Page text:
This post is part of a series following the “Pre-MBA World Tour” organized by Shoaf and members of the class of 2010.
In London, we visited with a banker at Blackstone who works in the corporate restructuring group. Following are a few highlights from our conversation:
Restructuring is a recent concept in the EU; not many banks or corporations are familiar with the practice, so it’s a fairly nascent market. The UK has much stricter bankruptcy laws, which means that the concept of restructuring is a bit trickier to deal with.
Blackstone is one of the few firms advising on restructuring deals in the EU; Houlihan Lokey and Lazard are among their main competitors.
At most firms, restructuring generally falls under the “advisory” business, but it is very different from M&A or capital markets. While M&A transactions typically involve a fairly straightforward auction process (build a book, build a list, call the list), restructuring deals are much more complex and unique — they involve several more parties per transaction and are often less predictable. Most companies undergoing restructuring transactions are overleveraged and have serious operational issues in addition to problems with their capital structure (e.g., a liquidity crisis).
Also, there is much more tension and drama involved in a restructuring because there is generally a losing party involved. So unlike an M&A deal where each party is excited about newfound synergies, restructuring generally involves a bit of pain for the equity holders during the deleveraging process. Another difference is that with restructuring, banks are typically brought in and retained (hired) by the creditors, rather than the corporation or the equity holders as is the case with M&As.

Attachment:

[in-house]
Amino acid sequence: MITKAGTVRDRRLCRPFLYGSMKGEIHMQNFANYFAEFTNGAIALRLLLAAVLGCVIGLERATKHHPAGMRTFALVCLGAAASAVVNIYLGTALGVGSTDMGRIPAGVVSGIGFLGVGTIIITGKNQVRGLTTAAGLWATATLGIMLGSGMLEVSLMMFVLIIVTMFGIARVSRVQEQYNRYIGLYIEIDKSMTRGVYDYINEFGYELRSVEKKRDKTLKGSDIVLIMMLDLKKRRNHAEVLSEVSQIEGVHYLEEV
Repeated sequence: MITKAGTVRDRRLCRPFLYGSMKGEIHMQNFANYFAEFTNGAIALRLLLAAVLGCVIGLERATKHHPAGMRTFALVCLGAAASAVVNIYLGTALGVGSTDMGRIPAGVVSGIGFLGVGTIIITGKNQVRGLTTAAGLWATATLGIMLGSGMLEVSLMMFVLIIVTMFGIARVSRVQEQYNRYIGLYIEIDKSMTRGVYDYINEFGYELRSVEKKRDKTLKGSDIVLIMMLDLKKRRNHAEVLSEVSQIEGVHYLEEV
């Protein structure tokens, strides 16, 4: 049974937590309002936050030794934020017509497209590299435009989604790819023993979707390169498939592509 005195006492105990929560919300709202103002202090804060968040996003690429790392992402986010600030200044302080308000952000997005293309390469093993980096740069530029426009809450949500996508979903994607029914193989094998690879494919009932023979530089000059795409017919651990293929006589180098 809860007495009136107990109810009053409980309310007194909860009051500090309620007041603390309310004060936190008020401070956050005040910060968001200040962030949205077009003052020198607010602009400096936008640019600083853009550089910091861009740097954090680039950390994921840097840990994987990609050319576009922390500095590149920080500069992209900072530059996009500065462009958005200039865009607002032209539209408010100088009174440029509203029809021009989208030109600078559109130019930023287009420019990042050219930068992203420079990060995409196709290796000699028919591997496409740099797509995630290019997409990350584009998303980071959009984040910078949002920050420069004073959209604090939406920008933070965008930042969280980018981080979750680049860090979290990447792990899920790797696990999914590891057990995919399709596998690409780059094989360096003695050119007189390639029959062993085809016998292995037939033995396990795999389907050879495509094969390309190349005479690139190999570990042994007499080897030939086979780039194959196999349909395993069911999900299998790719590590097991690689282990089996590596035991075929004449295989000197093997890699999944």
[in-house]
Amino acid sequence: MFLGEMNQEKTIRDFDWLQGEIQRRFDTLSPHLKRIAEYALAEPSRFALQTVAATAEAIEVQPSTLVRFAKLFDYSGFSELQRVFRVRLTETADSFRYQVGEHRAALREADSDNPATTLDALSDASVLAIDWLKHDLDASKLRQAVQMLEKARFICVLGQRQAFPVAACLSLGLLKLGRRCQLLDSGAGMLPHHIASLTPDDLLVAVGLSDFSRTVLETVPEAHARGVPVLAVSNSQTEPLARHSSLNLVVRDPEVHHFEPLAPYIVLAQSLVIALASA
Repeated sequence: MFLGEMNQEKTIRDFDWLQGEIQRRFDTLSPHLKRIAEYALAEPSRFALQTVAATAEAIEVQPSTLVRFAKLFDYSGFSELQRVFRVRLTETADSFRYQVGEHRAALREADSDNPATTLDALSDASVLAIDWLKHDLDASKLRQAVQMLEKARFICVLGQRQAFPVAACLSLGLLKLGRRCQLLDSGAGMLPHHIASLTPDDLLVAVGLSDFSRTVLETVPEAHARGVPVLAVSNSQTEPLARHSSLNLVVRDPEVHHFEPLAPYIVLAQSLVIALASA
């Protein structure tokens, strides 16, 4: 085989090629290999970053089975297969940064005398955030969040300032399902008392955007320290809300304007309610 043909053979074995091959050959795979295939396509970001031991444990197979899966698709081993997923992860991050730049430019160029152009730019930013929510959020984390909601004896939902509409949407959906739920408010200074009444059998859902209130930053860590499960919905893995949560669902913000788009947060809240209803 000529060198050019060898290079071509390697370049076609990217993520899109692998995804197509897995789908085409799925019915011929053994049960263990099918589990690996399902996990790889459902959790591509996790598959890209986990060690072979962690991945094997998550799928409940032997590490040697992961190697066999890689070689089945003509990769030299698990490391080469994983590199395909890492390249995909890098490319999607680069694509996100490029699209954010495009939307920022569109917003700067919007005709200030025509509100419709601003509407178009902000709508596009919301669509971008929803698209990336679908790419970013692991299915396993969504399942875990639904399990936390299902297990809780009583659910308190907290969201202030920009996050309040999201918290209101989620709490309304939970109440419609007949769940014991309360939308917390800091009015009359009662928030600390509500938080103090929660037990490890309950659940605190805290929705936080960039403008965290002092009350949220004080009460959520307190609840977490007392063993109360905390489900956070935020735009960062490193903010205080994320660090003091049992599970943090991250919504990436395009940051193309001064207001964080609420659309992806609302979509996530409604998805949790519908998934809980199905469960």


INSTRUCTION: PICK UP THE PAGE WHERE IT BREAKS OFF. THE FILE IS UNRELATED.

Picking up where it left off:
As many know, restructuring is a counter-cyclical business, which means that when the market is hot, the restructuring guys get to play golf on the weekdays, but when the market crashes (and all the other bankers get laid off), these guys roll up their sleeves and get to work.
At the first CBS open house, a few of us were talking about going into restructuring in order to capitalize on the anticipated recession.
However, according to my new friend at Blackstone, restructuring isn’t something you get into for the short run; it’s a very specialized practice that takes a few market cycles to really understand the business and get to know the players. It also has a short window of opportunity because, unlike the weather here in London, there are typically more sunny days than rainy days in any given market cycle.
That said, Blackstone hasn’t seen any significant increase in restructuring deals . . . yet. It seems that most of the deleveraging has been taking place in the capital markets and hasn’t yet hit the corporations, which seem to still have a lot of cash on their balance sheets. A few bad quarters and this could change very quickly.
Okay, there’s my report from London. I’ll end with saying that I don’t have a restructuring background, and most of this information was derived from one conversation, so I’d love to hear anyone else’s thoughts about the matter. Is now the right time to get into restructuring?
Next stops: Paris and Frankfurt.